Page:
Nation's Largest Renal Coalition Points to New Data Showing Devastating Impact of A 12 Percent/$30 Per Dialysis Treatment Cut
WASHINGTON, Sept. 4, 2013 /PRNewswire-USNewswire/ -- Kidney Care Partners (KCP) -- the nation's leading kidney care coalition – filed a detailed 77-page formal response with the Centers for Medicare & Medicaid Services (CMS, the federal agency that oversees Medicare) outlining myriad concerns over the magnitude of proposed cuts and changes to Medicare's dialysis benefit.
With the deadline for public responses to CMS on the proposed rule now closed, KCP is now urging health care policymakers to "carefully consider" a new Moran analysis of 2011 government cost data, which shows zero or negative Medicare margins for 78 percent of dialysis facilities nationwide if the proposed cut of 12 percent is finalized.
Based on the data within this report, KCP is urging policymakers to avoid any cut of the magnitude identified in the proposed rule to Medicare's end-stage renal disease (ESRD) program. Medicare's ESRD benefit currently covers life-sustaining dialysis care for approximately 85 percent of the 400,000 Americans living with kidney failure.
Speaking on behalf of patients, physicians, nurses, technicians, providers, and manufacturers, KCP's letter points to a recent Moran Company analysis and states: "The 2011 cost report data show that the economics of this sector remain extremely fragile. A cut of the magnitude proposed puts beneficiaries at risk and places facilities in an untenable position of having to make difficult choices about reducing staff, services, and even closing facilities. Therefore, we strongly urge the Agency to exercise all of its authority under the statute to protect beneficiary access to care and temper the proposed payment reduction…"
"Dialysis providers are already struggling to absorb and adjust to the Medicare cuts made to the program in recent years," added Ron Kuerbitz, Chairman of Kidney Care Partners. "As this new analysis of government data clearly show, Medicare barely covers the cost of providing dialysis to ESRD patients, even before the impact of sequestration-related cuts. The current proposal would dramatically underfund this crucial therapy for Medicare beneficiaries on dialysis. To protect the well-being of our patients, CMS must carefully weigh the merits of the data and moderate its approach to this rule."
Specifically, the letter recommended the following:
- Before considering a payment rate reduction, CMS should use its existing authority to address long-standing, unresolved problems with the base rate that have resulted in significant dollars being removed from the payment system inappropriately.
- When calculating the payment reduction, CMS should account for the two percent utilization reduction already built into the payment system, as well as the historic cross-subsidization of the composite rate services by separately billed drugs that the PPS bundle eliminated by creating a single payment rate. The effort to unbundle the drugs for purposes of the payment reduction requires the cross-subsidization to be considered once again.
- Before finalizing the overall payment rate, make sure that the rate covers the cost of providing care, as determined by the Agency's own cost report data.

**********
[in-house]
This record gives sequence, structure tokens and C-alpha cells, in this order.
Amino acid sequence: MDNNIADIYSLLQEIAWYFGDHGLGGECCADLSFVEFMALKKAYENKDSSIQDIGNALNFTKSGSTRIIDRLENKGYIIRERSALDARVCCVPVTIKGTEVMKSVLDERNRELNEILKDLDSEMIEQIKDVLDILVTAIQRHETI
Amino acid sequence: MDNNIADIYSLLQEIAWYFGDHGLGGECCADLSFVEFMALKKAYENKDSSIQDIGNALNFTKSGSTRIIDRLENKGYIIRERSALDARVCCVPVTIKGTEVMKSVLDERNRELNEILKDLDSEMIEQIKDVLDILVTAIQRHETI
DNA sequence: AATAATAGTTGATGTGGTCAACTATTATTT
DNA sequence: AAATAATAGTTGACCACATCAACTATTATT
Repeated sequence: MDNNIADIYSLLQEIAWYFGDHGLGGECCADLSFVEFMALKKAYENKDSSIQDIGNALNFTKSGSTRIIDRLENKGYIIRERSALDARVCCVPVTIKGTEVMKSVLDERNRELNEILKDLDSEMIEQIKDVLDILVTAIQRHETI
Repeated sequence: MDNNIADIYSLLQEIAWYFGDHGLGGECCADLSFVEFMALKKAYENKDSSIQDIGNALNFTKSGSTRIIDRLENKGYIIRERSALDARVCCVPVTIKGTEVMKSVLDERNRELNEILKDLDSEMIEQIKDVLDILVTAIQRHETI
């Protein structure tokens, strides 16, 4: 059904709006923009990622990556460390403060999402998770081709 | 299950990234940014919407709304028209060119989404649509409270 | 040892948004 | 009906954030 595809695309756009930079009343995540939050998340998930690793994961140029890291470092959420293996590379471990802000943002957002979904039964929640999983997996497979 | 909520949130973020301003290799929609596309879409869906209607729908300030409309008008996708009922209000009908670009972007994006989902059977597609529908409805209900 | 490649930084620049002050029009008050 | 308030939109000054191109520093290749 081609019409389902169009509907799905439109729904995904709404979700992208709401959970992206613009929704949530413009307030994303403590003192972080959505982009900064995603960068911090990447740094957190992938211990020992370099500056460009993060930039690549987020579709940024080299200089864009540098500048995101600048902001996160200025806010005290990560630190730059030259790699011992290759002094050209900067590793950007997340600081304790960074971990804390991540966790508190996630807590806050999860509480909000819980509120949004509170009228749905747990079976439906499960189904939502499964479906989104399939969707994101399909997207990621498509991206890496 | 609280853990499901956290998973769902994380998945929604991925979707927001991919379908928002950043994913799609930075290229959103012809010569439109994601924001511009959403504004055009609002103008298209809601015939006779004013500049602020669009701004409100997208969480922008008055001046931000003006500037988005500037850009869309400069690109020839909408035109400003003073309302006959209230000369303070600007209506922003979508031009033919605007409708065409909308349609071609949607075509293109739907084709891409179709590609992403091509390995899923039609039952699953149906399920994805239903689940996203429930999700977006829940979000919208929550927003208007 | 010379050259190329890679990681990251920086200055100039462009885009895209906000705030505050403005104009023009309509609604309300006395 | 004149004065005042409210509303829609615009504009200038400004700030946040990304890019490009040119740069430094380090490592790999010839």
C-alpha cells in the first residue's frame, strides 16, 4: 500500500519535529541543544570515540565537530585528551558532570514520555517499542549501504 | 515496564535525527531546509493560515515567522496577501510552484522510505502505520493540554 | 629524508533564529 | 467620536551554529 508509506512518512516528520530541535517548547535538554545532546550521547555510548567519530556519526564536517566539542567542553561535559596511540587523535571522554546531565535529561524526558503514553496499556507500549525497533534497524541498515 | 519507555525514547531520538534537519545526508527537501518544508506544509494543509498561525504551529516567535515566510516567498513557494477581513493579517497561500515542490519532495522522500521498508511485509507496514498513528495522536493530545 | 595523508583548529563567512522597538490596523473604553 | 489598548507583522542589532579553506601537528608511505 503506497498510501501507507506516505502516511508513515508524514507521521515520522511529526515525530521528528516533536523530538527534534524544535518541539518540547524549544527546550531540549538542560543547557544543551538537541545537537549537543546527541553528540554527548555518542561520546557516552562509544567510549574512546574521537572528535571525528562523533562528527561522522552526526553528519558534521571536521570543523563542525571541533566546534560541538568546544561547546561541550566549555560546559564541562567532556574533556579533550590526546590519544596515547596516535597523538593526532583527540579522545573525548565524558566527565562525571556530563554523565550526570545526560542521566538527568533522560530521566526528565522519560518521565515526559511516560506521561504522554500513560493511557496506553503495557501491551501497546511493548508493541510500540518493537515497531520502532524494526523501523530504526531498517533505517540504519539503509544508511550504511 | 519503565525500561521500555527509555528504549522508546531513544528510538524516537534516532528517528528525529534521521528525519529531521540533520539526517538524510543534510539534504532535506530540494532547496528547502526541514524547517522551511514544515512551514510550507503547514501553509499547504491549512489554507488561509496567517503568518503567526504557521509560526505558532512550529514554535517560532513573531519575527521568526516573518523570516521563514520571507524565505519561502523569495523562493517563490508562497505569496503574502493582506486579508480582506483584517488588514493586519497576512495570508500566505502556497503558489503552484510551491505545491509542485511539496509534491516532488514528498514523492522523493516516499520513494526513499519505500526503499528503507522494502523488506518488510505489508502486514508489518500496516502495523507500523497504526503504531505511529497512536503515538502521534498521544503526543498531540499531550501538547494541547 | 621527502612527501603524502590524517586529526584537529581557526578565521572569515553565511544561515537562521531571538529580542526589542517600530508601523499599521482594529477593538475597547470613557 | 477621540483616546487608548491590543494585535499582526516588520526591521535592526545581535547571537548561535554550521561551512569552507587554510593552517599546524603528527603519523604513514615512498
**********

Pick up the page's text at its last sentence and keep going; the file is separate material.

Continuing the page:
The CMS proposal comes on the heels of numerous bi-partisan appeals from lawmakers to take a cautious approach in implementing ATRA's (American Taxpayer Relief Act of 2012) ESRD provisions. During August recess, more than 200 members of the U.S. House of Representatives signed a bipartisan letter expressing concerns that the payment rate for dialysis should not fall below the cost of care, thereby having a negative impact on quality and access.
Additionally, 17 bi-partisan Senators sent a letter to CMS urging officials to make payment adjustments "in a manner that does not gut this crucial service for vulnerable beneficiaries." Similar letters were sent by the House Ways and Means Health Subcommittee Committee Chairman and Ranking Member as well as the three Congressional minority caucuses.
Further, the nation's leading kidney patient advocacy organizations – the National Kidney Foundation, the American Kidney Fund, Dialysis Patient Citizens, and Renal Support Network – joined together to urge CMS to be cautious in its rulemaking.
With regard to Medicare's quality improvement program (QIP) also contained in the proposed rule, KCP pointed out that the current QIP program is flawed and encourages CMS to work with the community for future rulemakings to develop a comprehensive strategic plan for measure development, adoption, and retirement/removal." The KCP letter adds, "facilities can continue to improve only if the payment rate for their services covers the cost of providing care."
The KCP letter also addressed a potential "phase in" of the proposed cuts: "CMS' request for comment on a potential phase-in…signals the Agency's understanding that the proposed cut is simply too large for dialysis facilities to absorb without harming patient access and quality of care…. We believe that the Agency must first address the many as-yet unresolved problems within the PPS that have resulted in the payment amount being less than what Congress required it to be by statute…. A phase-in cannot and should not be viewed as a substitute for making necessary corrections to the current payment system."
Kidney Care Partners is a community-wide coalition of patient advocates, dialysis professionals, researchers, care providers and manufacturers dedicated to working together to improve quality of care for individuals with chronic kidney disease.
To learn more, visit www.kidneycarepartners.com.
SOURCE Kidney Care Partners